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pharmacogenomic research

Pharmacogenomics Brings Precision Medicine to Long-Term Care Facilities

The goal of precision medicine, to treat each patient individually, is becoming a reality in nursing homes and long-term care facilities thanks to advancements in pharmacogenomics testing.

Pharmacogenomics (sometimes called pharmacogenetics) is a field of research that studies how a person’s genes affect how he or she responds to medications.

“Its long-term goal is to help doctors select the drugs and doses best suited for each person,” says the National Institute of General Medical Sciences.

What is Pharmacogenomic Testing?

Pharmacogenomics is a mouthful, but the Mayo Clinic points out that the word precisely describes drug-gene testing as it is a combination of “pharmacology” (the study of the uses and effects of medicine) and “genomics” (the study of genes and their functions).

“Pharmacogenomic tests look for changes or variants in these genes that may determine whether a medication could be an effective treatment for you or whether you could have side effects to a specific medication,” says the Mayo Clinic.

Side effects to medication can be serious, sometimes even fatal, especially for older patients.

“You’ve seen the alarming statistics: there are an estimated 100,000 deaths and upwards of two million serious adverse drug reactions (ADRs) in the United States each year related to prescription drug use, costing the healthcare industry in excess of $136 billion annually according to the Food and Drug Administration,” says the Institute for the Advancement of Senior Care publication. “Older individuals are particularly at risk for ADRs due to polypharmacy, co-morbidities and a host of age-related variables and physiological changes that alter drug absorption and metabolism.”

Genes are instructions, written in DNA, for building protein molecules. Different people can have different versions of the same gene. Each version has a slightly different DNA sequence. Some of these variants are common, and some are rare.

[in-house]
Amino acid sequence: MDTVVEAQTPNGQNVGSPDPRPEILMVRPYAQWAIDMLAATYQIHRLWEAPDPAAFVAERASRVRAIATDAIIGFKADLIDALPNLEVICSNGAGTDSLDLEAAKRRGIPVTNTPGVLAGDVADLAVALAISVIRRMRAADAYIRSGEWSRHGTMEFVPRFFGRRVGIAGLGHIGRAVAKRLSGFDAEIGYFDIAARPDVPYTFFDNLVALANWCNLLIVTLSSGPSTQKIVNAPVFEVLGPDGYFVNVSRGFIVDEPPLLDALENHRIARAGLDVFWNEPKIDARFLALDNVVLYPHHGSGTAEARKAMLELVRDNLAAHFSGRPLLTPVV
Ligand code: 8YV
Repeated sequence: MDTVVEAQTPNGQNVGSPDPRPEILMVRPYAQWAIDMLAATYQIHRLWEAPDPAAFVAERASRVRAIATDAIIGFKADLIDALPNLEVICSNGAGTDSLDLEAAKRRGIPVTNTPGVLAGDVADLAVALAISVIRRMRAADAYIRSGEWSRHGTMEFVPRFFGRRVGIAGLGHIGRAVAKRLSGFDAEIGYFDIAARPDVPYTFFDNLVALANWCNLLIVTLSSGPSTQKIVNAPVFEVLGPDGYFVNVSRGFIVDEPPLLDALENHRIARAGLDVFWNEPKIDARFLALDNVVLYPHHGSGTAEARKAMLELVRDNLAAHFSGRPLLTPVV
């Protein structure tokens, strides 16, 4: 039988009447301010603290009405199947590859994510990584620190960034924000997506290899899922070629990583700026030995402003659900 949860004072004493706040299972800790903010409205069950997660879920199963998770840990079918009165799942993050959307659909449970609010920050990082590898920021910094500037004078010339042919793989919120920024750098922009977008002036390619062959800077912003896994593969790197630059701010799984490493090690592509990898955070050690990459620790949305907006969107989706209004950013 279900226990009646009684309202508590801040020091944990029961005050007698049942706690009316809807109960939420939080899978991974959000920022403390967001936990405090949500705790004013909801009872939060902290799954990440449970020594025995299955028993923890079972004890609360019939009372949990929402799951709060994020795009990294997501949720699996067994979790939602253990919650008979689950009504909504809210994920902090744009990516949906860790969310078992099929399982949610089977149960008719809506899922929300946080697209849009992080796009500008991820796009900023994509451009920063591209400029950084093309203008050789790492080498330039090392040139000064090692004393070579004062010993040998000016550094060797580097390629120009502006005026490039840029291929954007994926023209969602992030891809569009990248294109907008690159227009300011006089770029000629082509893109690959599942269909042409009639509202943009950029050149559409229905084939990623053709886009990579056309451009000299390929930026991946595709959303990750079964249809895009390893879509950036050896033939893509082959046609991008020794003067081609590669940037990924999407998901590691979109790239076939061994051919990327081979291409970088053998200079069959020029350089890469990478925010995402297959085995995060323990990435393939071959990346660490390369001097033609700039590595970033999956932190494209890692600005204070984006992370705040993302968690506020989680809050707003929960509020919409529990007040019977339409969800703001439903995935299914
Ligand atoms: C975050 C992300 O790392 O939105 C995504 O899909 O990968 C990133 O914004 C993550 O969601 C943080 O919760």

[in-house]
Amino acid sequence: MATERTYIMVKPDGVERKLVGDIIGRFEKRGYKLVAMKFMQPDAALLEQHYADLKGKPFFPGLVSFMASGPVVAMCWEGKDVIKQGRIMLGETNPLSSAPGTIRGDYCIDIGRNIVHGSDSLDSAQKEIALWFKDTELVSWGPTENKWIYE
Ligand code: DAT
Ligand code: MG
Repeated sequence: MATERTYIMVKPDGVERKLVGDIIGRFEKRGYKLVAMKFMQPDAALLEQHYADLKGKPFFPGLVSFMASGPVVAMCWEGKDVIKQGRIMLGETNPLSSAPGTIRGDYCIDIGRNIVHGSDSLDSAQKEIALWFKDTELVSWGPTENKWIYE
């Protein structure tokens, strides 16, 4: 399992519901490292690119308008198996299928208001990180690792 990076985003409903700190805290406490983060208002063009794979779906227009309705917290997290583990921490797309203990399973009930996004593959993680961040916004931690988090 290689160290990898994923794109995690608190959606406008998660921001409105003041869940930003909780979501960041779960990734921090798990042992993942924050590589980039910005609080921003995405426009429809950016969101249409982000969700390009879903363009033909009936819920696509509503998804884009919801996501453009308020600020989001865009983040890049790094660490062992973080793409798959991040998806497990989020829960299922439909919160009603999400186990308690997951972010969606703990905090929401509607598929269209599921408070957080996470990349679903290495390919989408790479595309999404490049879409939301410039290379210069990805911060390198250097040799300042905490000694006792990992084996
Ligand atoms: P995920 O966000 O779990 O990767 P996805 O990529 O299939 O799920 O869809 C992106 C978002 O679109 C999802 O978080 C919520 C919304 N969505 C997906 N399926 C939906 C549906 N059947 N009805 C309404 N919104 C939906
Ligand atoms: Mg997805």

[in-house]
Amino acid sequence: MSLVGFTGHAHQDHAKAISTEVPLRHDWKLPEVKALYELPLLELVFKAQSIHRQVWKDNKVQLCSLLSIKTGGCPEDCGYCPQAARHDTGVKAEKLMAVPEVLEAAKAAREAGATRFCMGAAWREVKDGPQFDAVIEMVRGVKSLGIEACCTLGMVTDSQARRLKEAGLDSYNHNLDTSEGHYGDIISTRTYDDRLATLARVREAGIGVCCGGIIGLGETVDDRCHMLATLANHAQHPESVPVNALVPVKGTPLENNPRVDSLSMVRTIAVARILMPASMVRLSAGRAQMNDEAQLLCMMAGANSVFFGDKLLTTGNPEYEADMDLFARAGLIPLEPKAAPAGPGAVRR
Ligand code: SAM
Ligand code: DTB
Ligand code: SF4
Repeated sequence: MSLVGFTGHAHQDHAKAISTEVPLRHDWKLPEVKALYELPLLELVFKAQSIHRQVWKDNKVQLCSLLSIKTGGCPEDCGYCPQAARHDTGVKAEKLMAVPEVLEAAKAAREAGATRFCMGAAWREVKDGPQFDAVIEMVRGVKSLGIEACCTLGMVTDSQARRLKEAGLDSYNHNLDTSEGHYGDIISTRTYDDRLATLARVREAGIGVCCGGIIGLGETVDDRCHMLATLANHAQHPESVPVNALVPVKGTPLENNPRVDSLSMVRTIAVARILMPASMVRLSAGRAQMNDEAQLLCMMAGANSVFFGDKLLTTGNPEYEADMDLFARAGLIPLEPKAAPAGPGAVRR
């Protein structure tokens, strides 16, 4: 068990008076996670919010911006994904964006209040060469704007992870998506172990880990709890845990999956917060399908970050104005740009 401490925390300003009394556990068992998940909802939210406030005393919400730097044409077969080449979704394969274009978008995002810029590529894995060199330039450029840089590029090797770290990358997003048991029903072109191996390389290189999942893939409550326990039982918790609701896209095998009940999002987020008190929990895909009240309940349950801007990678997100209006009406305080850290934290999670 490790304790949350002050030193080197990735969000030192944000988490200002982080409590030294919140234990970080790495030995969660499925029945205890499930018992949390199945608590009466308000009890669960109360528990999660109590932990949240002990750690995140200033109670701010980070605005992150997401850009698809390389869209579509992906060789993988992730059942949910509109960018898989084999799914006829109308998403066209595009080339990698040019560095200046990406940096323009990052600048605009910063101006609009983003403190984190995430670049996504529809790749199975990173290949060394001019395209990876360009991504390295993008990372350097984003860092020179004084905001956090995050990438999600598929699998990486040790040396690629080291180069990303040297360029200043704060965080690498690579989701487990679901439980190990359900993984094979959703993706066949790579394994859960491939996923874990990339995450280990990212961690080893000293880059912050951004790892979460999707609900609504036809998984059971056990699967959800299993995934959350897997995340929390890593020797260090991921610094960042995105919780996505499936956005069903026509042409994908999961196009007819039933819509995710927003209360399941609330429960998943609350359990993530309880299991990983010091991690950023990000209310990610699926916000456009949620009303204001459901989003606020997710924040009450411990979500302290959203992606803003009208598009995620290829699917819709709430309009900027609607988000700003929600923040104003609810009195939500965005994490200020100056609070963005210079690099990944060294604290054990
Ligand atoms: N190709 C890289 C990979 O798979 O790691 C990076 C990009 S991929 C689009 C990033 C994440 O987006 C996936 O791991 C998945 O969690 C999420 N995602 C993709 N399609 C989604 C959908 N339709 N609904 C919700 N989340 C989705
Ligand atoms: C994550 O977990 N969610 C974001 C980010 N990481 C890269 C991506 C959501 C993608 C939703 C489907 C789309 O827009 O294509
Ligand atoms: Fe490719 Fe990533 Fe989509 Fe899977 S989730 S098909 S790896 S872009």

“Scientists know that certain proteins affect how drugs work. Pharmacogenomics looks at variations in genes for these proteins,” says the National Institute of General Medical Sciences. “Such proteins include liver enzymes that chemically change drugs. Sometimes chemical changes can make the drugs more—or less—active in the body. Even small differences in the genes for these liver enzymes can have a big impact on a drug’s safety or effectiveness.”

Before pharmacogenomic testing, doctors typically prescribed medication based on factors such as a patients’:

  • Age
  • Weight
  • Sex
  • Liver and kidney function

Pharmacogenomics Testing Shows Rapid Growth

A report released in January 2022 shows the global pharmacogenomics services market projected to reach approximately $9.4 billion by 2031 from $5.1 billion in 2020, at a CAGR of 5.71 percent during the forecast period 2021-2031.

“The market is driven by certain factors, including increasing prevalence of infectious diseases and various types of cancer, increasing adoption of personalized medicine, shifting the paradigm from reaction to prevention, increasing rate of adverse drug reaction, and surge in usage of pharmacogenomics for drug discovery and development,” said the report authors.

The growth of pharmacogenomics is being driven by advanced molecular-based tests in development, such as those at Wise Diagnostic Systems.  

“Wise Diagnostic Systems is developing pharmacogenomics tests based on advanced molecular assay technologies, which is expected to further support physicians in offering better informed clinical decisions, especially for those in nursing homes and long-term care facilities,” says Wise DX chief executive officer and founder Scott Brady.